When I was pregnant with my oldest daughter, it was the one time in my life that I felt somewhat prepared. From birth and baby classes to parenting books, I absorbed all of this new information to help me get ready to be a parent. Everyone from friends and family to strangers at the grocery store would offer advice on how to best prepare for our new arrival. As it turned out, we needed every bit of that information. Bringing home a new baby is hard!
The newborn stage is not the only time parenting is hard. As parents, we need all the help we can get at every stage of the experience. My youngest child entered kindergarten this year, and I was reminded just how much can change as kids transition out of the preschool years and head into elementary school. I didn't receive nearly as much advice for this stage as I did for the baby phase. Looking back at when my oldest started kindergarten, there's so much I'd have done differently.
In the spirit of sharing collective knowledge and experience, we asked you, our readers, to share your advice about what you wish you'd known before your kids head into those important and change-filled elementary years. We've collected your parent wisdom here and encourage everyone to read and pass it on.
1. Get the lay of the land.
“Go visit the school and check out the playground. See where the buses will pull up and talk about where they will enter the building, etc. Try to meet friends who will be in the same grade at the same school. If there’s a summer camp being held at the school, sign up so that your kid can get comfortable in the classrooms and on campus.”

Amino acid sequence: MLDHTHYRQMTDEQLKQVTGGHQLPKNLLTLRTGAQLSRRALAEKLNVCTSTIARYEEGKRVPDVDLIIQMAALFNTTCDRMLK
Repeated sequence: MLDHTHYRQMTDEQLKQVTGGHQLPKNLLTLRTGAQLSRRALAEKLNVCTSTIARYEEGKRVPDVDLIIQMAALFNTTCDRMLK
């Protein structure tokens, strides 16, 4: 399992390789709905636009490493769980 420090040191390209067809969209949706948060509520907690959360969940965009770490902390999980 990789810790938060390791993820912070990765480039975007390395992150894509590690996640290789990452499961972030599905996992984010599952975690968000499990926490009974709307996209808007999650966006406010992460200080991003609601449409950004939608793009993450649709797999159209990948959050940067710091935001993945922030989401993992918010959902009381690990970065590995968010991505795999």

“Allow your child to make as many choices as possible; which new backpack, first-day outfit, legal name or nickname, lunch/snack options, etc.”
“Attend all the open houses. Meet the teacher and map out as much as possible exactly how the day will go. We started the tradition of a 'first-day' cake as well, complete with song. Something to look forward to, and [it] gave this mama something to do besides worry.”
“If your child is entering kindergarten in Seattle, have them attend Jump Start at their school — they will learn where the bathrooms are and get comfortable with the teachers, the classroom and other kids, which enables them to walk into school more confidently on their first day.”
“Teach children how to introduce themselves with a smile. This is the first step to making friends.”
“The lunch period is *really* short. Parents should pack things that their kids can eat quickly and can open themselves. I peel, or at least start, mandarin oranges and cut open bananas and packaged things. Do what you can to help the kids get as much food as possible. Remind kiddos to eat protein first.”
2. How to handle the first day.
“Children, in general, are resilient. I know that the first day was much more difficult for me than them. Try to keep your emotions in check when dropping them off — this lets your child know that you believe in them and that it will be okay.”
“Don’t linger long — it makes it tough for everyone, including the teachers.”
“If you can take the day off, try to schedule a meet-up with other new kindergarten parent friends after drop-off. It allows you to commiserate over the anxiety of sending them to school for the first time, and also ensures that you don't hover in the classroom!”
“I put a small family pic in my kiddo’s pencil box on the first day. On the back, I wrote a note of love and encouragement. I also put a little note in her lunchbox along with her favorite treat.”
3. Get involved.
“Be involved in school functions, set a consistent volunteer schedule and be in the classroom. If every parent could volunteer just one day for a few hours every other month the teacher would have extra hands and eyes every day.”